Michigan House Republicans
Rep. Beson: State budget supports schools, services
RELEASE|May 5, 2022
Contact: Timothy Beson

State Rep. Timmy Beson, who serves on the House Appropriations Committee, and the Michigan House of Representatives this week approved an annual budget to fund schools, roads, police and other public services effectively.

“Our budget takes care of people — in what we spend and what we save,” said Beson, R-Bangor Township. “We’re teaching our kids. We’re preparing workers for new opportunities. We’re making our communities safe. We’re fixing our roads. And we’re ready to cut taxes.”

The plan provides more than $20 billion for school aid. Each public school district will receive an equal foundation allowance of $9,000 per student, a $300 increase over the current year’s budget. The House plan also increases funding to support benefits for retired teachers and school staff through the Michigan Public School Employees Retirement System.

The state Department of Transportation would receive nearly $6.8 billion under the House plan, with a new $750 million appropriation to pay for local road and bridge repairs.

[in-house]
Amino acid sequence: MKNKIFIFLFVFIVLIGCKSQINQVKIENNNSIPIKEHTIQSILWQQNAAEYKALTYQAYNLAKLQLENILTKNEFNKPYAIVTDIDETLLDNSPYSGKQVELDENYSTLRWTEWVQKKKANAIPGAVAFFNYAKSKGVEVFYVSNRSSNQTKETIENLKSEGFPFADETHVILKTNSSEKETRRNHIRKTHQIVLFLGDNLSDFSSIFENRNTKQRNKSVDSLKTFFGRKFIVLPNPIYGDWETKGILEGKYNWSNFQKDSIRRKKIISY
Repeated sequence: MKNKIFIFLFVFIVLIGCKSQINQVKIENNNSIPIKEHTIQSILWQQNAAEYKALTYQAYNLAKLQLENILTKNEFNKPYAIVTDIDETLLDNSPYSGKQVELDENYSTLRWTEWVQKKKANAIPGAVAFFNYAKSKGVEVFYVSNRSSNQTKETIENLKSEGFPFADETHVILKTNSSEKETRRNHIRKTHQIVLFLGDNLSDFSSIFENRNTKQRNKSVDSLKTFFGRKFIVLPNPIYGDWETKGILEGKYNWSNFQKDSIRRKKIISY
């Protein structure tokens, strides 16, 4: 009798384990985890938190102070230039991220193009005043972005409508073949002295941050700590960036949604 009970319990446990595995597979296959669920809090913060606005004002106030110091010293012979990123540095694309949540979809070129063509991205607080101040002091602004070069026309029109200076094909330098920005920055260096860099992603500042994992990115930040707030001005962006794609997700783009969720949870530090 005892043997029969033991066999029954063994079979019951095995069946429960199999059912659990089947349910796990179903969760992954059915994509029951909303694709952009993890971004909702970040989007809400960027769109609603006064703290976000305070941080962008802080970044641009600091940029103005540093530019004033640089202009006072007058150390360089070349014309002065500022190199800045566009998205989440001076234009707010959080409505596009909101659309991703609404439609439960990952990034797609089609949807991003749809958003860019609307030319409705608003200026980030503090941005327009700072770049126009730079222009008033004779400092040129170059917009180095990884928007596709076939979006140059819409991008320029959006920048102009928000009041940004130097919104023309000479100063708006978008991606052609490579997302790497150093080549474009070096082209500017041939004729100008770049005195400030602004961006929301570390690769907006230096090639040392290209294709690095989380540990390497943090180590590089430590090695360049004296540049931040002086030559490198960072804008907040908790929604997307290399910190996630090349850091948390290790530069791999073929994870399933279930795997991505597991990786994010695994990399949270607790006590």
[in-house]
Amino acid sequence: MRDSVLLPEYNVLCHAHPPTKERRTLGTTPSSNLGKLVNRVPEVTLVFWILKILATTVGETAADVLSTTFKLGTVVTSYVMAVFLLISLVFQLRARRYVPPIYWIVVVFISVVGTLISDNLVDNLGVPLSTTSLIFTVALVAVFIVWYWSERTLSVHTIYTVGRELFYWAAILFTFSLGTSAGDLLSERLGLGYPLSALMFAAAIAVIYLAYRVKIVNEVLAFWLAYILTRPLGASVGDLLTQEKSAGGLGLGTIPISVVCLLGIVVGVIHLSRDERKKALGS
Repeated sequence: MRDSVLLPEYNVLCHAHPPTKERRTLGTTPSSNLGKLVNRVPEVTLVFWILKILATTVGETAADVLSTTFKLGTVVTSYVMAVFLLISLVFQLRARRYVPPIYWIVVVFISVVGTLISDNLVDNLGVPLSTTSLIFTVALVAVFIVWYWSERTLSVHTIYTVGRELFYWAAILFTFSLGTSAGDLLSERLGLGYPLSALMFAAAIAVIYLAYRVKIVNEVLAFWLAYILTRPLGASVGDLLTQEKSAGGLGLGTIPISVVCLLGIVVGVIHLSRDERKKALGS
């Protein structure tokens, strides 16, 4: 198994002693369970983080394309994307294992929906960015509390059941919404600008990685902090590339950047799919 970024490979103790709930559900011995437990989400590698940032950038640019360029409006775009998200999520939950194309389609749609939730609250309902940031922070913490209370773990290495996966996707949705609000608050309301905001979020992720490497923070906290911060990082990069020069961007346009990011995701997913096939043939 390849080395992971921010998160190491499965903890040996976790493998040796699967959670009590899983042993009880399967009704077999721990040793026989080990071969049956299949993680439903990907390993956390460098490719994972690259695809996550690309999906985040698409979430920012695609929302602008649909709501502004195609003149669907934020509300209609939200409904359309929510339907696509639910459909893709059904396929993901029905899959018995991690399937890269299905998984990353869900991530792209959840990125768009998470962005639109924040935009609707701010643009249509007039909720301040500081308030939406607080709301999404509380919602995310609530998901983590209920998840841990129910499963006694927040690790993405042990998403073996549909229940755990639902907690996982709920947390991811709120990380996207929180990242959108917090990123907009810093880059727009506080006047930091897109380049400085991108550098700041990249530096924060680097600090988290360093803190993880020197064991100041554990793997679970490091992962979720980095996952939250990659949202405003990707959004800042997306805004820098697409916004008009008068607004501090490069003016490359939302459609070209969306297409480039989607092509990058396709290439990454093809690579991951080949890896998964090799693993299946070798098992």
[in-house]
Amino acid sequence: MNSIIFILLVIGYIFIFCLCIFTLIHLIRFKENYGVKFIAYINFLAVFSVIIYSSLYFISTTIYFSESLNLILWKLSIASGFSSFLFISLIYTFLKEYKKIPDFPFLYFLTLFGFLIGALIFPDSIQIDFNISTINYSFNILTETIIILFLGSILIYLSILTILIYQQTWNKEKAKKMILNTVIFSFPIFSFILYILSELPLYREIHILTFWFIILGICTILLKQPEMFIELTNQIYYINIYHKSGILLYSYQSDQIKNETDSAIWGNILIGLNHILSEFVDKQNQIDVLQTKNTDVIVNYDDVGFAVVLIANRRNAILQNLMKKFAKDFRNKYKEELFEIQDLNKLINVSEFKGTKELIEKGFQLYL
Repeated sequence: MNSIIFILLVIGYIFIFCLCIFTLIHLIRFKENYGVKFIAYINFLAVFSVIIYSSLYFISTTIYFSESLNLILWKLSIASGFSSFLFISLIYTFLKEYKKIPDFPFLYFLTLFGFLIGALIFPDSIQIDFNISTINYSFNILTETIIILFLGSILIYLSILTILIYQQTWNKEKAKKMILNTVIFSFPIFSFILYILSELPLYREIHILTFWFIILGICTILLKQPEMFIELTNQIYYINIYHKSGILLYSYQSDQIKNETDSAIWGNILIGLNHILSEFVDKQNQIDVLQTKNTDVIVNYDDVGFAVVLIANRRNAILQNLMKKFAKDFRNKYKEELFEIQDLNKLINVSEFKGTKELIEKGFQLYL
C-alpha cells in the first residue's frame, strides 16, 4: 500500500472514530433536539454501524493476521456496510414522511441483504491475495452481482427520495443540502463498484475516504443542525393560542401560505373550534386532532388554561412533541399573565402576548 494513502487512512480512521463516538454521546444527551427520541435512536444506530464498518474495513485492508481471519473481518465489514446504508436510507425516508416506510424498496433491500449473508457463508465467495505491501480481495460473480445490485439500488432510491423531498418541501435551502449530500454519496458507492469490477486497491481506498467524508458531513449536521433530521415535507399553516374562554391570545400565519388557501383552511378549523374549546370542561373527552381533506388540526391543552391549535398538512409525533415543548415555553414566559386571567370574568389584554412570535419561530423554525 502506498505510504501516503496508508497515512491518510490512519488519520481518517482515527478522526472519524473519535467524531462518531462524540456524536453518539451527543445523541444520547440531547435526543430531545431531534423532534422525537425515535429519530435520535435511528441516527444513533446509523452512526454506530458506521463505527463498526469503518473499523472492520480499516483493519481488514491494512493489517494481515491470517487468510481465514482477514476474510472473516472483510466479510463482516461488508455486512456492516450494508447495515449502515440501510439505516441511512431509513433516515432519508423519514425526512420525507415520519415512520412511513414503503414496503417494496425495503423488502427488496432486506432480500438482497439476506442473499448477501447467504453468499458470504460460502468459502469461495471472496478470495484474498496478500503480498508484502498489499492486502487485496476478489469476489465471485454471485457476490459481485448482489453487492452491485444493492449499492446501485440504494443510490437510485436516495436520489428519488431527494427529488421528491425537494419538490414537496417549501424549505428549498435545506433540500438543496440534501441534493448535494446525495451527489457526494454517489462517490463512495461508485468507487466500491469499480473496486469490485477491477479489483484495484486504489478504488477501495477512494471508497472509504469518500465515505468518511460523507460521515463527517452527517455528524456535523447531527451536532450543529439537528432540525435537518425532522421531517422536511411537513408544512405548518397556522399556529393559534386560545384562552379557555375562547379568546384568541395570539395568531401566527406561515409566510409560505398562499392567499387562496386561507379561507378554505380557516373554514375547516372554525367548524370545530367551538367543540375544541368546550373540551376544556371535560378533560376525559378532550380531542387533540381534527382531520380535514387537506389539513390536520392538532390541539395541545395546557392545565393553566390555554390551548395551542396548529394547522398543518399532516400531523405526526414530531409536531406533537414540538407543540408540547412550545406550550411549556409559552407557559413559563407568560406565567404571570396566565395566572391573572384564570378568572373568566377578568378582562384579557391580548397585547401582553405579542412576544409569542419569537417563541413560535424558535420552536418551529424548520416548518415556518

Law enforcement at the state and local levels would see increased support. The plan would help local sheriff’s offices and police departments recruit officers to fill shortages and retain current officers. The House plan also increases funding for the Secondary Road Patrol program, which supports local road patrols through sheriff’s offices.

Beson also highlighted funding to help strengthen the Michigan workforce and help local businesses. The expanded Reconnect scholarship program would support adults seeking an associate degree or skilled trades certification. The budget would also continue to support trades education through the Going PRO Talent Fund. Other funds would support the Pure Michigan campaign to promote the tourism that contributes to the state’s hospitality sector and other local businesses.

The House budget reserves about $1 billion to make a tax cut possible in the near future. Beson and his legislative colleagues recently passed plans to reduce the state income tax and pause the state gas tax, but the governor vetoed both proposals.

The spending plan provides the budget for fiscal year 2023, which begins in October of this year. The bills now advance to the Senate for consideration.


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